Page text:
What it Takes to Become a Shepherd

My new friend Barry of West Virginia checked in the other night. He’s planning to be a pastor, he said, and while surfing the net in search of ideas, inspiration, and such, he found our website. He said, “I read it from 8 o’clock that morning until 5 o’clock that afternoon.”

I told him he holds the world record.

Wednesday of last week, our pastors’ group numbered only about 15, so we pulled two tables together and got our coffee and doughnuts and visited. Eventually, I said, “Let’s start with Eddie here, and go around the table. Introduce yourself–some of you don’t know the others–and tell something the Lord has done for you recently. Not 38 years ago, if you don’t mind.”

I had no idea this would be the agenda for the next 90 minutes.

Ann: “We lost 12,000 dollars—and then found it lying in the road in the basket where it had fallen off the car. It was untouched. The Lord protected us.”

Lawrence: “I had a series of strokes. God brought me through them.”

Marc: “I went through a time of serious depression. It was affecting my home and my church, everything. Even my wife said my sermons were boring. Finally, at a spiritual retreat, I recovered my closeness with the Lord and my energy for Him.”

Manuel told how one day on the job his body had taken 37,000 volts of electricity. “That’s why I have an artificial hand and foot,” he said. “I’m blessed to be alive and serving God.”

Jeff: “While we were evacuated from Katrina, I decided to try to find my son. Some 18 years ago, I walked out on his unwed mother and after I came to the Lord, I’ve felt so bad about that. I had tried over the years to locate him. I walked into a police station in the town where we used to live and identified myself, and told them what I was attempting to do. They arrested me on the spot.”

He went on to explain how his name was found on the list of deadbeat fathers, and he was kept in jail for two nights while he stayed on the phone, trying to raise $18,000. Eventually, he was reunited with his son. He explained what had happened and asked his forgiveness. “My son is down here right now,” he said, “living with us. He is such a fine young man.” There wasn’t a dry eye in the room.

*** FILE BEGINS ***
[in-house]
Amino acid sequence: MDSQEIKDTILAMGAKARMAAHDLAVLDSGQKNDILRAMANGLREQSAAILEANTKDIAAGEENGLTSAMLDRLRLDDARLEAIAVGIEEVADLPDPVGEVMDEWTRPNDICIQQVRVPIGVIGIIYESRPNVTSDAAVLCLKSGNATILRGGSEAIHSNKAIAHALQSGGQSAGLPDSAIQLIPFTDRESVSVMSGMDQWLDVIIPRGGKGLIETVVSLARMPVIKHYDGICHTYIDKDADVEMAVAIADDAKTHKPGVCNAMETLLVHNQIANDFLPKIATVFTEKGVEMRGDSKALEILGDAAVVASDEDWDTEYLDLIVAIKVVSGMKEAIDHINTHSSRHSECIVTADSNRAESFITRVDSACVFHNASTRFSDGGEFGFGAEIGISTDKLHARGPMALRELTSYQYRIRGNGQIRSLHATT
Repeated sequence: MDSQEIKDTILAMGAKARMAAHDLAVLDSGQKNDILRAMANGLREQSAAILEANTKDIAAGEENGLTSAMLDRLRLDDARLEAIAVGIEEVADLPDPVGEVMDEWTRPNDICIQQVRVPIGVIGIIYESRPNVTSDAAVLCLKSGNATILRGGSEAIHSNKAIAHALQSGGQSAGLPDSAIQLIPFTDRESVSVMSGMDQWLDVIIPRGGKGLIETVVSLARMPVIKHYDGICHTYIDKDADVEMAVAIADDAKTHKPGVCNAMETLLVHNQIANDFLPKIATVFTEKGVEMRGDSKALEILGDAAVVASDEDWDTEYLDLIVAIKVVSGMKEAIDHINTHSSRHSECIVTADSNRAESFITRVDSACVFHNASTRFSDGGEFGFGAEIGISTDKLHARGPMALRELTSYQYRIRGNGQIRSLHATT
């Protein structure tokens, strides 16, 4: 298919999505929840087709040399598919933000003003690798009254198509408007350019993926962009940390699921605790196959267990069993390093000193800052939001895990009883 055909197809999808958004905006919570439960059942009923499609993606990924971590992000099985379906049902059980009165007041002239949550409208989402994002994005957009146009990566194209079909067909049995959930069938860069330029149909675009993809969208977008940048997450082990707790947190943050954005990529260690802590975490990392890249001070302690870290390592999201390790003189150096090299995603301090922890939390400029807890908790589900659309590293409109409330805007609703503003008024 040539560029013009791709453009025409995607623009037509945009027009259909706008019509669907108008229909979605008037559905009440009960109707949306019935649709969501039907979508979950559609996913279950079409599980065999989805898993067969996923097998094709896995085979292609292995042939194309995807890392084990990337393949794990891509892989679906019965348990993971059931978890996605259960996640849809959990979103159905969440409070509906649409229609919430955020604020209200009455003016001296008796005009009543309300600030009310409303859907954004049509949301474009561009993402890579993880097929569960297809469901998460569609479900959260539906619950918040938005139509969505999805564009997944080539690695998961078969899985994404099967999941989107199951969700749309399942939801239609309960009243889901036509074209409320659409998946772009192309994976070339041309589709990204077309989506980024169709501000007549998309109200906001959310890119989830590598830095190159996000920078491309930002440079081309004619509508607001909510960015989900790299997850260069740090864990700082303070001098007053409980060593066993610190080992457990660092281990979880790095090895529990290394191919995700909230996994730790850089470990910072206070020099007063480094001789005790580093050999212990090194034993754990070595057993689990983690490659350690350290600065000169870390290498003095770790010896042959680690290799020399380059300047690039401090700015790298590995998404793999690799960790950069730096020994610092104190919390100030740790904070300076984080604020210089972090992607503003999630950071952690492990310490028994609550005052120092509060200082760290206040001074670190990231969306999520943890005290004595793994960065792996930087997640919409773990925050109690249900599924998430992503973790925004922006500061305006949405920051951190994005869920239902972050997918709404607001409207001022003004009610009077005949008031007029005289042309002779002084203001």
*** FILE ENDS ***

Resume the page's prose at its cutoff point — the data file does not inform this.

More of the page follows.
Jeff pointed out how that as a pastor, he wants to be able to address this issue–dads who need to find the children they have fathered and do the right thing–and so had to go through this himself so he would have the integrity to call them to own up to their responsibilities.

Other pastors around the table had their stories of what the Lord was doing or had done in their lives. Then, it was Bobby’s turn.

“Well,” he said, “I’ve never lost $12,000. I’ve always been in good health and was never depressed. I’ve never had strokes or been struck by lightning. I’ve never fathered a child out of wedlock…”

A preacher on the other side of the table said, “And you call yourself a pastor!”

We laughed the rest of the morning at that.

Funny thing about that little story. I left town a few minutes after our meeting ended, driving 365 miles to Nauvoo, Alabama to visit my mother. Along the way I enjoyed reliving that incident. Over the next week, I told the story to my high school classmates when we met for Saturday morning coffee in Double Springs, I told it to some family members, and related it to an individual or two along the way. In every case, the response was a weak bit of laughter, far less than I thought the story deserved.

Then, Wednesday morning, one week later, as the pastors of Pickens County (Alabama) gathered at their associational office for a time of fellowship and breakfast, I told that story. This time, they gave the response I’d been looking for all the other times. The pastors almost fell out of their chairs laughing. I learned something in the process.

It’s a pastor thing. Every profession has its unwritten code, common language, and inside jokes, and this is ours, I suppose.